HON. MOMBESHORA:  It is very difficult for me really to state farm by farm because we have actually handed over quite a number of farms in every province, almost in every town; Harare, Bulawayo, Gweru, Kadoma, Mutare.  So, if you want proper details put your question in writing and I will be able to go and get the correct information.  Thank you.

+HON. TSHUMA:  Thank you Madam Speaker.  My question is directed to the Deputy Minister.  When Government is distributing food, drought relief, is it proper that only those 65 years of age and above should be given food?  I thank you.


you Madam Speaker.  The position that is there right now is that food is allocated to people who we define as vulnerable.  The vulnerable people you find them being people who are elderly, people who are living with disabilities, child headed families and anyone who is prone to effects of the economy as it stands right now.

Now, you find if you look at those people, they will transcend all ages.  They do not have to be above 65 years.  So, the short answer to his question is, it is not limited to people who are over 65 years, it transcends all the ages which are there.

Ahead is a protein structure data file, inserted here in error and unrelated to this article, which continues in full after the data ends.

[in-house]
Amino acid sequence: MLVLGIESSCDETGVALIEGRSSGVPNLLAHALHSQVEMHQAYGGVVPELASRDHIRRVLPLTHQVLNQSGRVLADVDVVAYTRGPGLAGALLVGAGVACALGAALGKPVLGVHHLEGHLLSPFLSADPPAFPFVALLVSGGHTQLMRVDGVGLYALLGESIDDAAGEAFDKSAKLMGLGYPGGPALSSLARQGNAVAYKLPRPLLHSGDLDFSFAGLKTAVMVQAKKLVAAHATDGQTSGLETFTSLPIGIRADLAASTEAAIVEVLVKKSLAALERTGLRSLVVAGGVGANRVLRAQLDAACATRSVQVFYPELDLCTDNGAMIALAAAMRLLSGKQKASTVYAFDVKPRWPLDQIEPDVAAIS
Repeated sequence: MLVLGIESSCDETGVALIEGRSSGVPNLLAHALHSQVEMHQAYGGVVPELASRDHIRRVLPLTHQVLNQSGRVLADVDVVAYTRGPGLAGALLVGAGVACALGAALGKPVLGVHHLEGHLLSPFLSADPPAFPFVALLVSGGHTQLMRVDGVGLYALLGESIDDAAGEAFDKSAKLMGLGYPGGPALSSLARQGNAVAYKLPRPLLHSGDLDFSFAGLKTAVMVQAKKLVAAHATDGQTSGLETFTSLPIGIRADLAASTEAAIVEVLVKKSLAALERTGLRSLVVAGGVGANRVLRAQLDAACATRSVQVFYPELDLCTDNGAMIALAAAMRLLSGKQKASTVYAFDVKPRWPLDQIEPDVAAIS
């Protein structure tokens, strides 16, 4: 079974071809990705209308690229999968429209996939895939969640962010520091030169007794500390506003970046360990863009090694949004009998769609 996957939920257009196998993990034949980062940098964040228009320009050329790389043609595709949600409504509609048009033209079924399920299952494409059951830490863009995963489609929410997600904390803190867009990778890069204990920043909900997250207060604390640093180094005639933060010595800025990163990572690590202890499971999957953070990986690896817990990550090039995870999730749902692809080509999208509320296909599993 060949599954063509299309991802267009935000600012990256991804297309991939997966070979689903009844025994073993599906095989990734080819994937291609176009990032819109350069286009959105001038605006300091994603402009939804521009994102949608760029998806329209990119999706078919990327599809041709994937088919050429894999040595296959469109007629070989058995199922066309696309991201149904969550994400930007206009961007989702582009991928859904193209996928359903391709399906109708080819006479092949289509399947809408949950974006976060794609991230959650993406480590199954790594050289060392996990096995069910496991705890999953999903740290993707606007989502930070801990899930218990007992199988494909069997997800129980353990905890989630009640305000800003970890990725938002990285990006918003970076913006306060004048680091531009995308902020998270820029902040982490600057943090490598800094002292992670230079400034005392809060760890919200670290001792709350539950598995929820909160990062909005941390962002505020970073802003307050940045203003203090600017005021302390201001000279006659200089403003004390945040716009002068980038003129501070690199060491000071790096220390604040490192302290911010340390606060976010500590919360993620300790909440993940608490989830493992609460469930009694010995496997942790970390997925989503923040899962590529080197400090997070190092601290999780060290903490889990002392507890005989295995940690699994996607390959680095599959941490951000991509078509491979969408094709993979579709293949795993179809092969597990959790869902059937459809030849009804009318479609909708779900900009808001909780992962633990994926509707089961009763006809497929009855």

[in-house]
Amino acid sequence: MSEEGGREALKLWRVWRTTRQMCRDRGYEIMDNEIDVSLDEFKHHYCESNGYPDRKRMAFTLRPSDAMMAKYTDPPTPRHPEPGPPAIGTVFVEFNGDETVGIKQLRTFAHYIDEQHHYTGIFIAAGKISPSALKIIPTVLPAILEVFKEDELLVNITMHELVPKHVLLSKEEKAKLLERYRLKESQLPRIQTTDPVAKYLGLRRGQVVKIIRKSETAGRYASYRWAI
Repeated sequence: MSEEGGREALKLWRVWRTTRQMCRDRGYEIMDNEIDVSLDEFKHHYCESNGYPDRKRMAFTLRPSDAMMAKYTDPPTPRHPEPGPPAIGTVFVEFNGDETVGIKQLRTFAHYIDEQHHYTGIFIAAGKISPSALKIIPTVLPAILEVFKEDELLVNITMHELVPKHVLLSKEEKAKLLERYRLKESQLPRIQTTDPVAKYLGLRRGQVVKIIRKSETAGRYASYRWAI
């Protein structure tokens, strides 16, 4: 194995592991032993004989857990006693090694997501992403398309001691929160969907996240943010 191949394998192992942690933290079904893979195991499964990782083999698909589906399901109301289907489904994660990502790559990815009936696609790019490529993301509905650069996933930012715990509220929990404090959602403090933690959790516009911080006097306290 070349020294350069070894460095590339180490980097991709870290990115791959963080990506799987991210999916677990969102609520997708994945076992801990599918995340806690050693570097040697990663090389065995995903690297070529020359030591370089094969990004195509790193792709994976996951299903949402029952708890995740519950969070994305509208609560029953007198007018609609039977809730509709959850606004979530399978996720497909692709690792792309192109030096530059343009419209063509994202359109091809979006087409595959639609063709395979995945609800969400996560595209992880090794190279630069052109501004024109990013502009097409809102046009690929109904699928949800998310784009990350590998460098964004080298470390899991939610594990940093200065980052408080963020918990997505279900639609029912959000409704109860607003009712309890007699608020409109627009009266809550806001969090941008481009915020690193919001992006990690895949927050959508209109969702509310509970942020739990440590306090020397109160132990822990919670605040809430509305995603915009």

+HON. TOFFA:  The elderly people in Bulawayo are being discriminated against.  Can you tell us how they are being selected?

Those that have been left out, how can they be assisted?  The same applies to orphans in Bulawayo.  There are those that are vulnerable and when they go there fail to get the food and as a result, they end up starving.  What can be done to assist them?  I thank you.

HON. ENG. MATANGAIDZE:  If I understand the content of the Hon. Members question, the Hon. Member is enquiring specific details on how the people in Matabeleland, in Bulawayo in particular, are being chosen to come on the drought relief programme.